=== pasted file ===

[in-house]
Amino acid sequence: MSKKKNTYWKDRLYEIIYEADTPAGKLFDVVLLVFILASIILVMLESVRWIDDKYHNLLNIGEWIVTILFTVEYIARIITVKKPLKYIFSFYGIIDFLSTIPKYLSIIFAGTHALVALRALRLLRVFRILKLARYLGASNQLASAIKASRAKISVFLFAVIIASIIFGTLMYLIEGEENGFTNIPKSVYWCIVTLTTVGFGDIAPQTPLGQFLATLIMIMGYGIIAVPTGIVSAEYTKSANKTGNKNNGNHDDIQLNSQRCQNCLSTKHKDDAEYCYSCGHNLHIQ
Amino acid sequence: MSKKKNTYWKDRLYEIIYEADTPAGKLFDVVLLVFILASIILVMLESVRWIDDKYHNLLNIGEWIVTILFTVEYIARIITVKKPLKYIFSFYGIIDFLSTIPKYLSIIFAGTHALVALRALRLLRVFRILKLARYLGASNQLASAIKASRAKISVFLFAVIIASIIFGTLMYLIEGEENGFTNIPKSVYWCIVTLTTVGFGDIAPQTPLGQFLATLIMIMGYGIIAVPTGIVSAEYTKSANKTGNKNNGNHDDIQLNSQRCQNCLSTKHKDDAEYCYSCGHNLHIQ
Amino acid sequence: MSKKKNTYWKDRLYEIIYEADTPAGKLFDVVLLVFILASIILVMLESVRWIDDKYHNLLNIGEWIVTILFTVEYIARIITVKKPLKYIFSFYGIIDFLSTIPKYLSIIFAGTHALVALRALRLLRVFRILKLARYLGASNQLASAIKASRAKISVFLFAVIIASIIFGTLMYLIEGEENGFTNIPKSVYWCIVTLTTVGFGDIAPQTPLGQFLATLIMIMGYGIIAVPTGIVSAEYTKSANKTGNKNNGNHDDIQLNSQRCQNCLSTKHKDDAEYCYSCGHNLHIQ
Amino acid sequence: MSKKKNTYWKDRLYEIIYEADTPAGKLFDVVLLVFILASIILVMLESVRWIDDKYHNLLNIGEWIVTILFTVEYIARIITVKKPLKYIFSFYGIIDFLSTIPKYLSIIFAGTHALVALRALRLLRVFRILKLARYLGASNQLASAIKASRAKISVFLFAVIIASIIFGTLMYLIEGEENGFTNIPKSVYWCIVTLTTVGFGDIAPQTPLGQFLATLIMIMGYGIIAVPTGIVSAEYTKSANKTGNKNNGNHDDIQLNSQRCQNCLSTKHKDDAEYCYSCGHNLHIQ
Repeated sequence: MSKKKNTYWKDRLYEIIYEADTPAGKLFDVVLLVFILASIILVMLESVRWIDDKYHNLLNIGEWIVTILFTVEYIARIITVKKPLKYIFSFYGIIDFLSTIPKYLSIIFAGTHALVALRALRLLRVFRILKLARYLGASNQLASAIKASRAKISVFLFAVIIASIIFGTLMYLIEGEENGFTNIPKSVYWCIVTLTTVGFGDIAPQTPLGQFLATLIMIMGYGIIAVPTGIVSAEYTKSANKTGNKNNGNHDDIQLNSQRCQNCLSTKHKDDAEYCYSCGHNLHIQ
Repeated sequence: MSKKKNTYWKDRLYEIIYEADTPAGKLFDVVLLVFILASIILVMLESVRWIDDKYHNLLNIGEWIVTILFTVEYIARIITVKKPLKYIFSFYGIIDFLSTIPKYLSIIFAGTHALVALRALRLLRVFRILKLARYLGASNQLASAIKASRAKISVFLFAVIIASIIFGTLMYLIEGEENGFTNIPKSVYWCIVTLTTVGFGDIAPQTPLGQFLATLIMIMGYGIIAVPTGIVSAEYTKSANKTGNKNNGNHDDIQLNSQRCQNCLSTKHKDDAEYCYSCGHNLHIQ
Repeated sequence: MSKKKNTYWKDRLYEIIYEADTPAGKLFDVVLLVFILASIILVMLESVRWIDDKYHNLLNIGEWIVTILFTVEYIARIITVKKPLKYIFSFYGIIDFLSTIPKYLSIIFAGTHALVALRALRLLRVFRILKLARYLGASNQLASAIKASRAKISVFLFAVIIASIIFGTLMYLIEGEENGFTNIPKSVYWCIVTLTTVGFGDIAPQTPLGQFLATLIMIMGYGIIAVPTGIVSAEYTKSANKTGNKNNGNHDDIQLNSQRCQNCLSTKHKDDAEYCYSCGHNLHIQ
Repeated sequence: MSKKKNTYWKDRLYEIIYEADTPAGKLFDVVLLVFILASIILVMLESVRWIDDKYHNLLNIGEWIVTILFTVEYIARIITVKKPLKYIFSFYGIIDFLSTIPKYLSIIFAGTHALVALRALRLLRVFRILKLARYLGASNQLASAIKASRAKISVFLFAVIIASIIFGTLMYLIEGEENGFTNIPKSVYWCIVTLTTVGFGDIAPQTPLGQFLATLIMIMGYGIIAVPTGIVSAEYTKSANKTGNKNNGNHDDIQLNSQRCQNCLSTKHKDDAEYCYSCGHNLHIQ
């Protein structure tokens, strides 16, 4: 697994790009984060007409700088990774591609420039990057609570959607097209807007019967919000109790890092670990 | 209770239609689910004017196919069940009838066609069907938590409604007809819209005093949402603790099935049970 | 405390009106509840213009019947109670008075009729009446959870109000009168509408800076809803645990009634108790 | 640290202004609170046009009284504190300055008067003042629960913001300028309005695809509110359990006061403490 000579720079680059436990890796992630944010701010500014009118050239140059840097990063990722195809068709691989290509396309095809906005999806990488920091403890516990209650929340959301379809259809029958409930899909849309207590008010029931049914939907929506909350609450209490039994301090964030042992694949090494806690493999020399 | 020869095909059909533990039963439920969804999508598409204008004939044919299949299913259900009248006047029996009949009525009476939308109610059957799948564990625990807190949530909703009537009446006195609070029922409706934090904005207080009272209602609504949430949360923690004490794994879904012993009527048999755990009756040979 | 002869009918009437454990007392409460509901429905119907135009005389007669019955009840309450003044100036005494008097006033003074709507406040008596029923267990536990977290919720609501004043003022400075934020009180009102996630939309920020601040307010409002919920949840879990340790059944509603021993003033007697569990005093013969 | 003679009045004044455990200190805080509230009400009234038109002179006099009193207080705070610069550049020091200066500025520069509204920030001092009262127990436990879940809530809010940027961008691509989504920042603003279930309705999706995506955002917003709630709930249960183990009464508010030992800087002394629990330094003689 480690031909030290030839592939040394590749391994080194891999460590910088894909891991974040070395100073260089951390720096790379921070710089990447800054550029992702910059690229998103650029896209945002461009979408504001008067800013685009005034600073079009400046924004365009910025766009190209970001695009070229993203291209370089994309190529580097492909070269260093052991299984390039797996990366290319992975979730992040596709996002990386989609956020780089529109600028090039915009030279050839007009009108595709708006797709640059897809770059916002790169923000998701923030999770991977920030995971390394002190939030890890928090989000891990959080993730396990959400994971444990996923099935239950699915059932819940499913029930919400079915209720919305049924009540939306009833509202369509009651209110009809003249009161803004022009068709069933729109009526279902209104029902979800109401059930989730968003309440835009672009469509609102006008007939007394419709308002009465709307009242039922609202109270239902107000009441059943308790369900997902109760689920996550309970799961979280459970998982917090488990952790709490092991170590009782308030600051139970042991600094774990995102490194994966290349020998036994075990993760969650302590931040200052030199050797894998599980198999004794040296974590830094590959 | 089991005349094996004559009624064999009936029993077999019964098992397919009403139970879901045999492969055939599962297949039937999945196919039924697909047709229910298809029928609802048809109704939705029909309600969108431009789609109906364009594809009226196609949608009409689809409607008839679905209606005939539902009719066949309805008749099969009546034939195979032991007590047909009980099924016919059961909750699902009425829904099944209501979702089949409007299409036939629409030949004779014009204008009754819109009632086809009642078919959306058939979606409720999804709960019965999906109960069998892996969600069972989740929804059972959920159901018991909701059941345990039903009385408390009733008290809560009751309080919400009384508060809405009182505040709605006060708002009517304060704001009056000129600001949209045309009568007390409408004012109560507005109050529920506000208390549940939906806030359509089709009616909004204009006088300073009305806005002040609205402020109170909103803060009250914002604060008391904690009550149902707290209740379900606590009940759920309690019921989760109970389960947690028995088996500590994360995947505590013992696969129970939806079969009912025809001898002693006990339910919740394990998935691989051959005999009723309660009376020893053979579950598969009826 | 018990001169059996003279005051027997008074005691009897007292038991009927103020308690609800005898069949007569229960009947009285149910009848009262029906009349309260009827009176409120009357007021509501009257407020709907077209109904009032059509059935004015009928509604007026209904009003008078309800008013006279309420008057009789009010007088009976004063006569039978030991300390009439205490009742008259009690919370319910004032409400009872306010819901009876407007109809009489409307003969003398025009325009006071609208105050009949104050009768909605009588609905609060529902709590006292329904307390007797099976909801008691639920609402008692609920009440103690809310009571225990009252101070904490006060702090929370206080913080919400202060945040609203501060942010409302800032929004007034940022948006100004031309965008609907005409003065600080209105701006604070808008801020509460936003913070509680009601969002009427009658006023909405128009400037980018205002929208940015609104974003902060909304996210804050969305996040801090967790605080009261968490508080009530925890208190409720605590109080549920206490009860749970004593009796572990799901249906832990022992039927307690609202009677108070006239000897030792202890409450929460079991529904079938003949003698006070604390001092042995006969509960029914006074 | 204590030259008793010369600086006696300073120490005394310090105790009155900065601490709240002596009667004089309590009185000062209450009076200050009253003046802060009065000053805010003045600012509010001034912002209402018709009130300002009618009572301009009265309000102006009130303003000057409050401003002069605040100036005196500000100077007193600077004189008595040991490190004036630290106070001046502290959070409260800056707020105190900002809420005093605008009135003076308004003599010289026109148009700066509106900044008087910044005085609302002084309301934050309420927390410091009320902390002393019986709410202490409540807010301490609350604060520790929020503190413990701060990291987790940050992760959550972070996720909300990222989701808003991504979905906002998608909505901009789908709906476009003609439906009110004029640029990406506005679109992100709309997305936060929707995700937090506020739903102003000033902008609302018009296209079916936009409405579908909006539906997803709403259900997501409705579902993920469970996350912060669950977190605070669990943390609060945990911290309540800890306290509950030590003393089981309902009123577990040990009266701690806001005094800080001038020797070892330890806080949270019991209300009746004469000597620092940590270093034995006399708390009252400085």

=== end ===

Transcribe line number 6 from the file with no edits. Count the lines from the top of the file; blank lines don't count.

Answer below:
Repeated sequence: MSKKKNTYWKDRLYEIIYEADTPAGKLFDVVLLVFILASIILVMLESVRWIDDKYHNLLNIGEWIVTILFTVEYIARIITVKKPLKYIFSFYGIIDFLSTIPKYLSIIFAGTHALVALRALRLLRVFRILKLARYLGASNQLASAIKASRAKISVFLFAVIIASIIFGTLMYLIEGEENGFTNIPKSVYWCIVTLTTVGFGDIAPQTPLGQFLATLIMIMGYGIIAVPTGIVSAEYTKSANKTGNKNNGNHDDIQLNSQRCQNCLSTKHKDDAEYCYSCGHNLHIQ